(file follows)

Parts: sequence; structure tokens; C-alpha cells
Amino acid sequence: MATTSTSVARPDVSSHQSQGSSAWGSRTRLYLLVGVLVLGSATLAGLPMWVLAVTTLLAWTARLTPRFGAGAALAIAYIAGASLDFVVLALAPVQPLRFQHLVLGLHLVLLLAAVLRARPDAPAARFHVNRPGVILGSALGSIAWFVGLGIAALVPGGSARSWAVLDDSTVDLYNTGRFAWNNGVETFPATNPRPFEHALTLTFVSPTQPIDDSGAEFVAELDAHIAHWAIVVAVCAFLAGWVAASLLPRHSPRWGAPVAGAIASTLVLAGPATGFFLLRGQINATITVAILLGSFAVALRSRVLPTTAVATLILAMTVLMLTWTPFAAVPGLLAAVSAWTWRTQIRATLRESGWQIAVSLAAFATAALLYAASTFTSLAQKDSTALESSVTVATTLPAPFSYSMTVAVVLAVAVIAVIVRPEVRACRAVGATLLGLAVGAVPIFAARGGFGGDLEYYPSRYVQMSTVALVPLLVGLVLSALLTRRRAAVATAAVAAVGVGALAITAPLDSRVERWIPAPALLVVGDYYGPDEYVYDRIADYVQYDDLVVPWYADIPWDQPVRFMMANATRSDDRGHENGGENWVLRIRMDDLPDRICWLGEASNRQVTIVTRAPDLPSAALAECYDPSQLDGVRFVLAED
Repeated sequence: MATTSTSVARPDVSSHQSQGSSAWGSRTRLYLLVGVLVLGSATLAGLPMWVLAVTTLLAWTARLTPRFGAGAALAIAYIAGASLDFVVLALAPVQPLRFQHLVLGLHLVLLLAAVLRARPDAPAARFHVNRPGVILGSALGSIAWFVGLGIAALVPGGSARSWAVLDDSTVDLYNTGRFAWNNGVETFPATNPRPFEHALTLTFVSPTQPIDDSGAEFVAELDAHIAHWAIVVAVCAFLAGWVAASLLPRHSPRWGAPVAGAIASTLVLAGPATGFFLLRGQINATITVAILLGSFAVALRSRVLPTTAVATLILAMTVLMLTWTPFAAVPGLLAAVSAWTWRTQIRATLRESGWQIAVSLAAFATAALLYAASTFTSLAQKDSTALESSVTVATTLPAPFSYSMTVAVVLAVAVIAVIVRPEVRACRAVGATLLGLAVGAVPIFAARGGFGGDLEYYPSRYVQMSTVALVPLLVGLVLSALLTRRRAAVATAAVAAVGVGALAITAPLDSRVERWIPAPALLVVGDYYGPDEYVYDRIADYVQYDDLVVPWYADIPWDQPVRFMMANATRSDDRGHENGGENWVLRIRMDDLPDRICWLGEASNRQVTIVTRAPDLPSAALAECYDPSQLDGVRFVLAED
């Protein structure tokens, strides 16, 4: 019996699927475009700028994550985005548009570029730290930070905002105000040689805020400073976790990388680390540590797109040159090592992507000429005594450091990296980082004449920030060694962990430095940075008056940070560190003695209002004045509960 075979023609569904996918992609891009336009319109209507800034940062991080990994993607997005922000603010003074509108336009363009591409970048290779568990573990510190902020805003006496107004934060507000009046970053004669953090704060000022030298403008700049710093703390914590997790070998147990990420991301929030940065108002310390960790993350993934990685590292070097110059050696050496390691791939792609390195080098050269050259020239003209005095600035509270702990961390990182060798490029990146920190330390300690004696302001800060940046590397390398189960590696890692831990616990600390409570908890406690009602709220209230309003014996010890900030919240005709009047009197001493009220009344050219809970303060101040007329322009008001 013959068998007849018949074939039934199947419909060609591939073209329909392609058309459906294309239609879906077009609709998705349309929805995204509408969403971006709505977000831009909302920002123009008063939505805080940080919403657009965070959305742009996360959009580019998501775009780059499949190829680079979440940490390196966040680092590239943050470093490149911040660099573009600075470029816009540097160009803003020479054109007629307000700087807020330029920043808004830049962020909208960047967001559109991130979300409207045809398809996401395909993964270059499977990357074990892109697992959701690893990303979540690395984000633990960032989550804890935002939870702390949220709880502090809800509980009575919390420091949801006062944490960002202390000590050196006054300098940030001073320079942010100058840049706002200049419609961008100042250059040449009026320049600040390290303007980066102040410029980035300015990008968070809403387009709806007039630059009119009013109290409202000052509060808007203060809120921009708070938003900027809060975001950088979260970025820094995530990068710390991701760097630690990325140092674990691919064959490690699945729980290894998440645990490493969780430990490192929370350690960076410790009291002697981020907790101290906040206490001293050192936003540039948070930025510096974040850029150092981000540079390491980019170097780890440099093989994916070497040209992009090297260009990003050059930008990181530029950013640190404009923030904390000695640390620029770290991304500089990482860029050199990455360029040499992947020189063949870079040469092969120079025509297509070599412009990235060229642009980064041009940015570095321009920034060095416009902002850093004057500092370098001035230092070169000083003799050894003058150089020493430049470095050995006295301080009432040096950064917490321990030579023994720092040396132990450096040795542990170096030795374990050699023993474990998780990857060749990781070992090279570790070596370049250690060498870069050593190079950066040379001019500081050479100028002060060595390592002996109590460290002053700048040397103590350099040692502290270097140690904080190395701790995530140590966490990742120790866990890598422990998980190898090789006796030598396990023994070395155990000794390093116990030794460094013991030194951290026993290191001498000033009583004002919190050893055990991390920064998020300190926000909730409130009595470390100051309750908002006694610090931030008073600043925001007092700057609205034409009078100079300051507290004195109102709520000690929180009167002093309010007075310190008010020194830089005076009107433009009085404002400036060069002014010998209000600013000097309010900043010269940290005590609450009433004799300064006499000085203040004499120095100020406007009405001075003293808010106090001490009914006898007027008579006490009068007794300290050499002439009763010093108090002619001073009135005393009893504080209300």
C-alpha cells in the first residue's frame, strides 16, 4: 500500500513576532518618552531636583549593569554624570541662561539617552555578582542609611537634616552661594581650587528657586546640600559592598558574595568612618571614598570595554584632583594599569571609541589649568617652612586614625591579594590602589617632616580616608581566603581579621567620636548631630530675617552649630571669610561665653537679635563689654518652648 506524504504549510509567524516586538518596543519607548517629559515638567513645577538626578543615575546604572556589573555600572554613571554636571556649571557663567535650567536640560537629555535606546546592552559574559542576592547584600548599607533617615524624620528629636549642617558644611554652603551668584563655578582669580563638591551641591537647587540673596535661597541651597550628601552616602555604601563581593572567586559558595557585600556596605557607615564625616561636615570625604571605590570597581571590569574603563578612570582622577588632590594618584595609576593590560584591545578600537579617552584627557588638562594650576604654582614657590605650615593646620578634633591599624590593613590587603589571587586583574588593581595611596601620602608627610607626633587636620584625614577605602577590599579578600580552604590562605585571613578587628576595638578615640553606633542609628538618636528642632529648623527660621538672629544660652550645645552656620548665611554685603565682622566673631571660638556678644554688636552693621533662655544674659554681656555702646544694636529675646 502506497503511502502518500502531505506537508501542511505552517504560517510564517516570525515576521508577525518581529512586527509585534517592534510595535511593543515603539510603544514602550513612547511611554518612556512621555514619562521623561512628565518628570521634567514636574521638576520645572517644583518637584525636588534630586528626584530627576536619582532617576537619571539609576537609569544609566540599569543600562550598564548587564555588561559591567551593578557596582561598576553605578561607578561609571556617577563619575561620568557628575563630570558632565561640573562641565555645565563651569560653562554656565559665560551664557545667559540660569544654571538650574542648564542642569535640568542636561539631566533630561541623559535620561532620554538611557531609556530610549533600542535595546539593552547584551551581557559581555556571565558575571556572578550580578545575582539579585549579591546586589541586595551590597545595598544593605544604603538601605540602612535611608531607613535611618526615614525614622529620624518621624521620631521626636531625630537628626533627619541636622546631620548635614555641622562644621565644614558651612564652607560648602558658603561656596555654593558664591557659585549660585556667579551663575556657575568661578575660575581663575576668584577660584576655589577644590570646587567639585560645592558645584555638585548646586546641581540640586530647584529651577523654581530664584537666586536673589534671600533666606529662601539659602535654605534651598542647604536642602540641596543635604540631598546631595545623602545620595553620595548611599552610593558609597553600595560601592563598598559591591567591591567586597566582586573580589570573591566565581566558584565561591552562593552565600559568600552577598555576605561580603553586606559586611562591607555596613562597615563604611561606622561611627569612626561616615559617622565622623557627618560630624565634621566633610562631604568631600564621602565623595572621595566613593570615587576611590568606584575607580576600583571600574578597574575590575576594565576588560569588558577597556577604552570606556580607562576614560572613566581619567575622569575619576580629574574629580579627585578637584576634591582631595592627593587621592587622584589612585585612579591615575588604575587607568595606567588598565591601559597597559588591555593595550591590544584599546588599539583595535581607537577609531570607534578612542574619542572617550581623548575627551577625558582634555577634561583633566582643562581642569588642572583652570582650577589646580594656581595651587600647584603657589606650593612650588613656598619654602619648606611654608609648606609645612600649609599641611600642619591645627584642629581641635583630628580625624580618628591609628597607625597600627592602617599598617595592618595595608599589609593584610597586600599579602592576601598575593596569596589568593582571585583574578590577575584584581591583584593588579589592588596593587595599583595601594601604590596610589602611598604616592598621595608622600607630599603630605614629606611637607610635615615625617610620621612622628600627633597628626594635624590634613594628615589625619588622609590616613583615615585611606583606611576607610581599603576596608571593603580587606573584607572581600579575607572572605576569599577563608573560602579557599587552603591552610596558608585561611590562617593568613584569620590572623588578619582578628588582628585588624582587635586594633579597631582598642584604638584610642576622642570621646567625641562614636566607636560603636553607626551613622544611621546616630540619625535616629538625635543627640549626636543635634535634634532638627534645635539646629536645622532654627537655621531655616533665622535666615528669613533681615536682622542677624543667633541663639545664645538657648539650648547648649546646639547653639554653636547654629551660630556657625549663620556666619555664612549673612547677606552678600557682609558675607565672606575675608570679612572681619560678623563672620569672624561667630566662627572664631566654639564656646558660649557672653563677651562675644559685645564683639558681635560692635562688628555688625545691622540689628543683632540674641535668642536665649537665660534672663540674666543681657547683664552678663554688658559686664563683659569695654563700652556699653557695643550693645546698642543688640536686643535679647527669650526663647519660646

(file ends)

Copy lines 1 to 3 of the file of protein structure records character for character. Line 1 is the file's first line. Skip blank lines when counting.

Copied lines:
Parts: sequence; structure tokens; C-alpha cells
Amino acid sequence: MATTSTSVARPDVSSHQSQGSSAWGSRTRLYLLVGVLVLGSATLAGLPMWVLAVTTLLAWTARLTPRFGAGAALAIAYIAGASLDFVVLALAPVQPLRFQHLVLGLHLVLLLAAVLRARPDAPAARFHVNRPGVILGSALGSIAWFVGLGIAALVPGGSARSWAVLDDSTVDLYNTGRFAWNNGVETFPATNPRPFEHALTLTFVSPTQPIDDSGAEFVAELDAHIAHWAIVVAVCAFLAGWVAASLLPRHSPRWGAPVAGAIASTLVLAGPATGFFLLRGQINATITVAILLGSFAVALRSRVLPTTAVATLILAMTVLMLTWTPFAAVPGLLAAVSAWTWRTQIRATLRESGWQIAVSLAAFATAALLYAASTFTSLAQKDSTALESSVTVATTLPAPFSYSMTVAVVLAVAVIAVIVRPEVRACRAVGATLLGLAVGAVPIFAARGGFGGDLEYYPSRYVQMSTVALVPLLVGLVLSALLTRRRAAVATAAVAAVGVGALAITAPLDSRVERWIPAPALLVVGDYYGPDEYVYDRIADYVQYDDLVVPWYADIPWDQPVRFMMANATRSDDRGHENGGENWVLRIRMDDLPDRICWLGEASNRQVTIVTRAPDLPSAALAECYDPSQLDGVRFVLAED
Repeated sequence: MATTSTSVARPDVSSHQSQGSSAWGSRTRLYLLVGVLVLGSATLAGLPMWVLAVTTLLAWTARLTPRFGAGAALAIAYIAGASLDFVVLALAPVQPLRFQHLVLGLHLVLLLAAVLRARPDAPAARFHVNRPGVILGSALGSIAWFVGLGIAALVPGGSARSWAVLDDSTVDLYNTGRFAWNNGVETFPATNPRPFEHALTLTFVSPTQPIDDSGAEFVAELDAHIAHWAIVVAVCAFLAGWVAASLLPRHSPRWGAPVAGAIASTLVLAGPATGFFLLRGQINATITVAILLGSFAVALRSRVLPTTAVATLILAMTVLMLTWTPFAAVPGLLAAVSAWTWRTQIRATLRESGWQIAVSLAAFATAALLYAASTFTSLAQKDSTALESSVTVATTLPAPFSYSMTVAVVLAVAVIAVIVRPEVRACRAVGATLLGLAVGAVPIFAARGGFGGDLEYYPSRYVQMSTVALVPLLVGLVLSALLTRRRAAVATAAVAAVGVGALAITAPLDSRVERWIPAPALLVVGDYYGPDEYVYDRIADYVQYDDLVVPWYADIPWDQPVRFMMANATRSDDRGHENGGENWVLRIRMDDLPDRICWLGEASNRQVTIVTRAPDLPSAALAECYDPSQLDGVRFVLAED